The buzz inside of Hair By Kenny is more than the drone of deftly wielded hair clippers. As I sit in the chair having my head groomed, the barbers are holding a nearly unceasing conversation with each other. I become aware that I’m being addressed when the sounds change from the strangely lilting throaty chant of Vietnamese to those of a thickly accented English, and because I’ve been here so many times, I can tell that she’s asking me if I want hair gel without having to ask her to repeat the question. As she pumps the gel into her palm, she reverts to her native tongue, and I’m aware again, as palpably as I’m aware of the fuzzy scent of hairspray in the air, that there’s a community here that I am decidedly outside of.

I get my hair cut here because it’s cheap. I like that a ten dollar bill will cover the cost of my haircut and a good tip. I don’t get my hair cut here because it’s a place where I can find other people who are like me. I’m almost always the only white person there, and because I am so very white, I always feel rather conspicuous. I’m frequently also the only native English speaker present as well, and so it’s difficult, though not impossible, to connect on a conversational level.

Occasionally I find myself wondering if or how God might want to use me in that place, as I do in pretty much every place I haunt. Usually, though, my mind doesn’t go there when I’m at Kenny’s, because there is such a huge cultural barrier, and it’s difficult to feel much connection with them. In spite of the fact that I consider myself a person who enjoys other cultures and who believes that America would do well to take a few pages from them, it’s difficult for me to feel a real connection with the people at Kenny’s. And lately, I’ve decided that I don’t like that.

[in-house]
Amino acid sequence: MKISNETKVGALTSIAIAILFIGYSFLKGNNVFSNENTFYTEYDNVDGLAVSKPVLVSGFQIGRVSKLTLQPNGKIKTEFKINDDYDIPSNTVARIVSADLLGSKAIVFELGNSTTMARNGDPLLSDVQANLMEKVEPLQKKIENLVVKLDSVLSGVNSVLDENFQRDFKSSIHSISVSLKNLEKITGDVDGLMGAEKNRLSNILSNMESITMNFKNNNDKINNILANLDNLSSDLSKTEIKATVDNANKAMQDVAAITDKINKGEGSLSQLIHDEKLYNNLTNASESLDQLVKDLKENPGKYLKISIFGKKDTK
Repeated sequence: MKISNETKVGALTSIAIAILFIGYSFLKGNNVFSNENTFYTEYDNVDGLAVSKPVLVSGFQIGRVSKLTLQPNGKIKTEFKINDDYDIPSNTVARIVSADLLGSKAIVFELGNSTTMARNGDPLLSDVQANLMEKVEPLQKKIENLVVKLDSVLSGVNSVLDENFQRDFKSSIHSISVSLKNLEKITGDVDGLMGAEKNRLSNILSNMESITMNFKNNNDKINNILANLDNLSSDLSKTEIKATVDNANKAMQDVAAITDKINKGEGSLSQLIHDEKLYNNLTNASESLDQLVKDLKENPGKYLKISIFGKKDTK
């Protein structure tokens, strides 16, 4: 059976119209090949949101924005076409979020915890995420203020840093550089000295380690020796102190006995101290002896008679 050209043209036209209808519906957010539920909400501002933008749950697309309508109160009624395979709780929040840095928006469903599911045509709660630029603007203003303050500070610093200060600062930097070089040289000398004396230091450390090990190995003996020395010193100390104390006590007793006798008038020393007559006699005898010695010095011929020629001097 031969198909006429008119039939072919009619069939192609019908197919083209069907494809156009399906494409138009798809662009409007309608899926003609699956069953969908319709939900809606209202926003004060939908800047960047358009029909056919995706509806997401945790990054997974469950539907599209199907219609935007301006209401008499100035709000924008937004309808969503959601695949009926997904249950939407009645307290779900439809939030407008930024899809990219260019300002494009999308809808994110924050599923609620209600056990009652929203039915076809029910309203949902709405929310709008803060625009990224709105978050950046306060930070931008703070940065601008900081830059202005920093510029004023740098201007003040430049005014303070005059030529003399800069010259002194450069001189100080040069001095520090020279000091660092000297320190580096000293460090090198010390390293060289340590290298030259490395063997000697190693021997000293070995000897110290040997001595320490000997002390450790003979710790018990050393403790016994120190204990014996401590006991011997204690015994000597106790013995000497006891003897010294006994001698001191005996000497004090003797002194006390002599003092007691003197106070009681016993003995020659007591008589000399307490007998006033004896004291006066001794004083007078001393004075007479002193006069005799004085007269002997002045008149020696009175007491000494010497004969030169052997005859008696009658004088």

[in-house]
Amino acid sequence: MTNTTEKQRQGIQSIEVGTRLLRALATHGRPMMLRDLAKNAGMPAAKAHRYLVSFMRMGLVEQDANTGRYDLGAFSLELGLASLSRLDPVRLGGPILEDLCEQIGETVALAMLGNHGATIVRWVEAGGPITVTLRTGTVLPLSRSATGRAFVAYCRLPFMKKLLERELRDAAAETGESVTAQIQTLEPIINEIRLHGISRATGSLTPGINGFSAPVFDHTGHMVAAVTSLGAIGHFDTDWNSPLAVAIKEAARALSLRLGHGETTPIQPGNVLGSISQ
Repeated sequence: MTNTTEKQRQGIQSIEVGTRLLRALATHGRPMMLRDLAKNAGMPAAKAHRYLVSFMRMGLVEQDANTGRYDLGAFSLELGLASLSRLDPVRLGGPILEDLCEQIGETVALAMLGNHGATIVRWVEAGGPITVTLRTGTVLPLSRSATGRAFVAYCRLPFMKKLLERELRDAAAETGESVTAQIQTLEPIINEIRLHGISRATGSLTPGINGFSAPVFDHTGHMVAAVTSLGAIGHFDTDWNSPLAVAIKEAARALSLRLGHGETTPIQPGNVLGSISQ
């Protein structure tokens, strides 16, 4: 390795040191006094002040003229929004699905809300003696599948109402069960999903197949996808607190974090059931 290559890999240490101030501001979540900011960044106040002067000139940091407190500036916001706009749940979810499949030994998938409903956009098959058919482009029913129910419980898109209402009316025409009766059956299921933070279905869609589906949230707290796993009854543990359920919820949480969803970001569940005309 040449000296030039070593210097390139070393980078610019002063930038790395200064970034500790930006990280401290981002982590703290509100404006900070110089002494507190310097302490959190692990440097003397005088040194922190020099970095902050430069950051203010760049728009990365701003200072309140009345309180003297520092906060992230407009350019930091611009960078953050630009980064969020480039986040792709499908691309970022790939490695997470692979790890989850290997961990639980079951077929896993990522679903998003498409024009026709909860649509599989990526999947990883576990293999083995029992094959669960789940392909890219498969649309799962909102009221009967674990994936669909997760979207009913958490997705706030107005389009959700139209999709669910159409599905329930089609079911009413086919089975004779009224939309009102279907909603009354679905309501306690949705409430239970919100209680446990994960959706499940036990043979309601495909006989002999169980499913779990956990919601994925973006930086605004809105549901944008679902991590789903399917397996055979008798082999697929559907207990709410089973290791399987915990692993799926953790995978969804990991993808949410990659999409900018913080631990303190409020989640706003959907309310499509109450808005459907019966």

I’m not prejudiced. And I don’t agree with everyone yelling about “all those foreigners taking all of our jobs.” I read God’s word and hear Him asking us to be kind to the “alien living within your gates.” Nevertheless, I don’t want to find people interesting in the way that I might find a vietnamese dish interesting. I don’t want to look at them and watch my brain file them under the category “Vietnamese person.” I want to look at them and think “fellow child of God.” I know there’s something very naïve and narrow minded about seeing a person only in terms of their not-Americanness.

More than that, there’s something very broken about seeing a person that way.

So here’s the punchline. As I was walking out to my car, I saw two of the guys sitting on a bench outside, having a smoke and a conversation, and even though I haven’t been specifically praying about this particular issue, instead of seeing two people that I don’t fully understand, I began to see them as God sees them and as He sees me. I cared about them. I wondered: Are they happy? Are they lonely or broken? Do they know God? Do they know that His Kingdom is here?

I found myself hoping that they did, not because that’s what a good Christian should hope, but because it was genuine, because I cared, because, evidently, God’s doing something in me. And I felt a twinge of fear because I know that when God causes a person to care about something, He usually sends that person to do something about it.